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Browse Prior Art Database

Automatic Loader for Integrated Circuit Module Storage Tubes

IP.com Disclosure Number: IPCOM000042609D
Original Publication Date: 1984-Jun-01
Included in the Prior Art Database: 2005-Feb-04
Document File: 2 page(s) / 36K

Publishing Venue

IBM

Related People

Davis, S: AUTHOR [+2]

Abstract

An automatic loading machine is disclosed to load shipping tubes with semiconductor modules. Fig. 1 is a side view of the tube loader, wherein semiconductor modules are advanced along the path 1 to the loader 2. A plurality of storage tubes 3, shown in end view in Fig. 2, are sequentially mounted on a rotating drum 4. A side view of the rotating drum 4 is shown in Fig. 3, which also shows the relative position of one of the storage tubes 3. As seen in Fig. 2, there are four operating stations through which a storage tube 3 is moved by the rotating drum 4. Station A is where storage tubes are sequentially loaded onto the drum 4, station B is the station where modules are loaded into the tube 3, station C is where the end of the tube 3 is capped, and station D is where the filled and capped tube is removed from the drum 4. Fig.

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Automatic Loader for Integrated Circuit Module Storage Tubes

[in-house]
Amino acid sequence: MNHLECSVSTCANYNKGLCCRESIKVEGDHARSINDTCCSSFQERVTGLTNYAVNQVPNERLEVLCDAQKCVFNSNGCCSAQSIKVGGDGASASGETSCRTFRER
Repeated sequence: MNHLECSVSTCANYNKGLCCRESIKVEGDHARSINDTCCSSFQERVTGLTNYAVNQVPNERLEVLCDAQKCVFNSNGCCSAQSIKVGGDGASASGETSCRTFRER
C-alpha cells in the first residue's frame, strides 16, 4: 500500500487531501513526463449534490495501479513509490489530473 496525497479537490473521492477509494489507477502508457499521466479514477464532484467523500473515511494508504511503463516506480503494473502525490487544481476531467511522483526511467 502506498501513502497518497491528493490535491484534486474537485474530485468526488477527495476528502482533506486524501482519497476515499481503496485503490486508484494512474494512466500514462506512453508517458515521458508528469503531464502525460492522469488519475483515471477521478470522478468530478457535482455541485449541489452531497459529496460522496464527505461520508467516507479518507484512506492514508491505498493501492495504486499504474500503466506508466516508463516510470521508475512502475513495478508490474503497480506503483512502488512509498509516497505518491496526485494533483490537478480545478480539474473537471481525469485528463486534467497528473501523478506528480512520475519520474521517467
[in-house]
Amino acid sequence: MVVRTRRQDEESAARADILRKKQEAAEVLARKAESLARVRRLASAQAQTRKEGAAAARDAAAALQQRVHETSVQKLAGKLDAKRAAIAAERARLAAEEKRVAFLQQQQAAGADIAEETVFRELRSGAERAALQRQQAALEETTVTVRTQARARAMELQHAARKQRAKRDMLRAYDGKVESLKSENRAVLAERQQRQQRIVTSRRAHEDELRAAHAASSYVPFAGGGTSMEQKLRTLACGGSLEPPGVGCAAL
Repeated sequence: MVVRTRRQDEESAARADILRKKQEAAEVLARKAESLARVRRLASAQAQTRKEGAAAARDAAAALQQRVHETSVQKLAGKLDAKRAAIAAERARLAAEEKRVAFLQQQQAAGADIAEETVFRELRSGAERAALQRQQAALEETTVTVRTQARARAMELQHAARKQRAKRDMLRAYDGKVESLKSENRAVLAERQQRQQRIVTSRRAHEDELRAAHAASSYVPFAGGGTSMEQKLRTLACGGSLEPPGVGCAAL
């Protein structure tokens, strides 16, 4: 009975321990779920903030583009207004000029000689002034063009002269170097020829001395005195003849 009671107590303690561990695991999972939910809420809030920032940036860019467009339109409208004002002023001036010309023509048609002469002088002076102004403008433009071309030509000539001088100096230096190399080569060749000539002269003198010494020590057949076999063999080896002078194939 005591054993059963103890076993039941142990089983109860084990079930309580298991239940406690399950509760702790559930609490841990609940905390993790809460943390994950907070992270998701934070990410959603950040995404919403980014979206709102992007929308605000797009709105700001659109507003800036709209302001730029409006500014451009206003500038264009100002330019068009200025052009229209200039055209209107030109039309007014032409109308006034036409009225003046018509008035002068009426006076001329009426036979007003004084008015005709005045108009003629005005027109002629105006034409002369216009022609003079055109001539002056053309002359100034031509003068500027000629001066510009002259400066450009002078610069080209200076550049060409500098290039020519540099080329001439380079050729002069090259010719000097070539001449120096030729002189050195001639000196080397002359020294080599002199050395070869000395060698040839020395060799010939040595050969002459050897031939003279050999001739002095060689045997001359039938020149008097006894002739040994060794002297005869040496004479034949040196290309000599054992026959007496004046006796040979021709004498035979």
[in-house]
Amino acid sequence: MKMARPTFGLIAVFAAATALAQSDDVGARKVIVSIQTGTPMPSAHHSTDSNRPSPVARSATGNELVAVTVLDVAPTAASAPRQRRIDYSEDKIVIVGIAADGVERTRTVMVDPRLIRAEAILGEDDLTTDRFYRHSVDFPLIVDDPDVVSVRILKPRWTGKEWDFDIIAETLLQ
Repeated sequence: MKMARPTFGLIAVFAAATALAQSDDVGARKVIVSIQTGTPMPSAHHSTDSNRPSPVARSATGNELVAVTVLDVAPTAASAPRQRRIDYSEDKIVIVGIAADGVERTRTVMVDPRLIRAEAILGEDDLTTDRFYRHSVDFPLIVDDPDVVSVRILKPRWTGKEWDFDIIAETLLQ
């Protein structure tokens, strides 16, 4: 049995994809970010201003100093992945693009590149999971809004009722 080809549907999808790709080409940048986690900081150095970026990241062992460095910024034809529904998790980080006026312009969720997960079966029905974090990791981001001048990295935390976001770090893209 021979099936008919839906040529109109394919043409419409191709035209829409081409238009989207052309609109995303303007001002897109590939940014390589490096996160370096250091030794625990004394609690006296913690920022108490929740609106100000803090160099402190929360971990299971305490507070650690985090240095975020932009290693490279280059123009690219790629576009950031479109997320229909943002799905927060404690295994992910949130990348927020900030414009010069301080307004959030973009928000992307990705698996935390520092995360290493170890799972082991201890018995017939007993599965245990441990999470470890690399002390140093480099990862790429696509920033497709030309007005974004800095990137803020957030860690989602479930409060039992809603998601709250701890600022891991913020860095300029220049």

An automatic loading machine is disclosed to load shipping tubes with semiconductor modules. Fig. 1 is a side view of the tube loader, wherein semiconductor modules are advanced along the path 1 to the loader 2. A plurality of storage tubes 3, shown in end view in Fig. 2, are sequentially mounted on a rotating drum 4. A side view of the rotating drum 4 is shown in Fig. 3, which also shows the relative position of one of the storage tubes 3. As seen in Fig. 2, there are four operating stations through which a storage tube 3 is moved by the rotating drum 4. Station A is where storage tubes are sequentially loaded onto the drum 4, station B is the station where modules are loaded into the tube 3, station C is where the end of the tube 3 is capped, and station D is where the filled and capped tube is removed from the drum 4. Fig. 4 is another view of the loader 2, showing how the empty storage tubes 3 are stacked in the guides 5 above the position or station A of the drum 4. As the drum 4 is driven into rotation by the eight-position stepping motor 6, one of the grooves 7 in the drum 4 is positioned at station A so as to accept the next tube 3 in the guides 5. As the stepping motor indexes by one-eighth of a complete rotation, the tube 3 which was loaded at station A is moved to station B which aligns the tube 3 with the path 1 for the train of modules to be loaded. As the modules are loaded, the tube fills...